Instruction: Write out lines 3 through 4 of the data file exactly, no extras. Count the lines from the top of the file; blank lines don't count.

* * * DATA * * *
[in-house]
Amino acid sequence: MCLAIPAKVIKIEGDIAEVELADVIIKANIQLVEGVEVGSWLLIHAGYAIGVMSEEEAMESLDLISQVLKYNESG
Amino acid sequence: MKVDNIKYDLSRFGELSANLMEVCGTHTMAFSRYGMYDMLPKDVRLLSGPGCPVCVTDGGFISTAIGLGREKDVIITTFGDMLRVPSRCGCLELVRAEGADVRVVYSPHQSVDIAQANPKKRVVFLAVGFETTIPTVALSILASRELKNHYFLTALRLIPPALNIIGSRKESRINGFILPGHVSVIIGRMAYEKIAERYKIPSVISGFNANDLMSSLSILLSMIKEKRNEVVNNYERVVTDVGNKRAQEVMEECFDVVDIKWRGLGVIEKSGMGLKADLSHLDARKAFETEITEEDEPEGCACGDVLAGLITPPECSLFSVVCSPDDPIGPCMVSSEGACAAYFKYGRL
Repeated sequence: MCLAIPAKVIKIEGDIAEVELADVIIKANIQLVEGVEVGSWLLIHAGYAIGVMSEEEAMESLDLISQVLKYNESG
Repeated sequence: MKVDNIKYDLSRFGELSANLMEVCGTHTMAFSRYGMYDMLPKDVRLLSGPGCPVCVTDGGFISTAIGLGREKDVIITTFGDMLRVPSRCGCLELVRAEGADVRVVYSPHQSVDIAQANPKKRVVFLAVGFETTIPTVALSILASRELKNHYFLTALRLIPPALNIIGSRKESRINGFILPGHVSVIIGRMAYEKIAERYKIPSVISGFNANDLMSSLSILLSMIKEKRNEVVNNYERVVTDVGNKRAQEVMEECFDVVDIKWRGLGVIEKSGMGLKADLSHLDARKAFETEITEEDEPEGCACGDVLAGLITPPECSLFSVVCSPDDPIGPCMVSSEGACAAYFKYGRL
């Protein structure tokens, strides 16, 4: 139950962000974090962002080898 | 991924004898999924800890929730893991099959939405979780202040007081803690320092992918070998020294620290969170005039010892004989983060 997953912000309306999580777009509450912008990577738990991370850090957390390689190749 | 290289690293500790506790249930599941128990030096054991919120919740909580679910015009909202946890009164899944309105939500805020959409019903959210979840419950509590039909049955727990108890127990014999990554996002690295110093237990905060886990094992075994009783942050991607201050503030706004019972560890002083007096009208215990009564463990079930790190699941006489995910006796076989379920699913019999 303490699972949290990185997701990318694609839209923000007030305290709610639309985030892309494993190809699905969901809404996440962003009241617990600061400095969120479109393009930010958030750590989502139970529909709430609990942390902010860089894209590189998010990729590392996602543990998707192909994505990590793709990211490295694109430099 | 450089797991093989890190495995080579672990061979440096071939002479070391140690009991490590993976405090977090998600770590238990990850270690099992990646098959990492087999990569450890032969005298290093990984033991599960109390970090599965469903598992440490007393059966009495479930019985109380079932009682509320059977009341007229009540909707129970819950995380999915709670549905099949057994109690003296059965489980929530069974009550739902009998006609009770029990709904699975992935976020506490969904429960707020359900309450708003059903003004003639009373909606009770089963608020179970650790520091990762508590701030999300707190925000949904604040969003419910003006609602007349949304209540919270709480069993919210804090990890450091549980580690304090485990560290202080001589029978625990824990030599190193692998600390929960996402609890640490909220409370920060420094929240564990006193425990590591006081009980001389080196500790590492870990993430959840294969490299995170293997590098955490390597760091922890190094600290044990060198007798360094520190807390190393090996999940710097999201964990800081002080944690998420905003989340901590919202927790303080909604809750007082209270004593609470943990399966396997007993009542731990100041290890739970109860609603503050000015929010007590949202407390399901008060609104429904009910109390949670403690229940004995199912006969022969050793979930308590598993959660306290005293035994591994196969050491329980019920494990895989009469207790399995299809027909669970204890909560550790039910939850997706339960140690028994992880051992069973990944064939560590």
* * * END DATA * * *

Amino acid sequence: MKVDNIKYDLSRFGELSANLMEVCGTHTMAFSRYGMYDMLPKDVRLLSGPGCPVCVTDGGFISTAIGLGREKDVIITTFGDMLRVPSRCGCLELVRAEGADVRVVYSPHQSVDIAQANPKKRVVFLAVGFETTIPTVALSILASRELKNHYFLTALRLIPPALNIIGSRKESRINGFILPGHVSVIIGRMAYEKIAERYKIPSVISGFNANDLMSSLSILLSMIKEKRNEVVNNYERVVTDVGNKRAQEVMEECFDVVDIKWRGLGVIEKSGMGLKADLSHLDARKAFETEITEEDEPEGCACGDVLAGLITPPECSLFSVVCSPDDPIGPCMVSSEGACAAYFKYGRL
Repeated sequence: MCLAIPAKVIKIEGDIAEVELADVIIKANIQLVEGVEVGSWLLIHAGYAIGVMSEEEAMESLDLISQVLKYNESG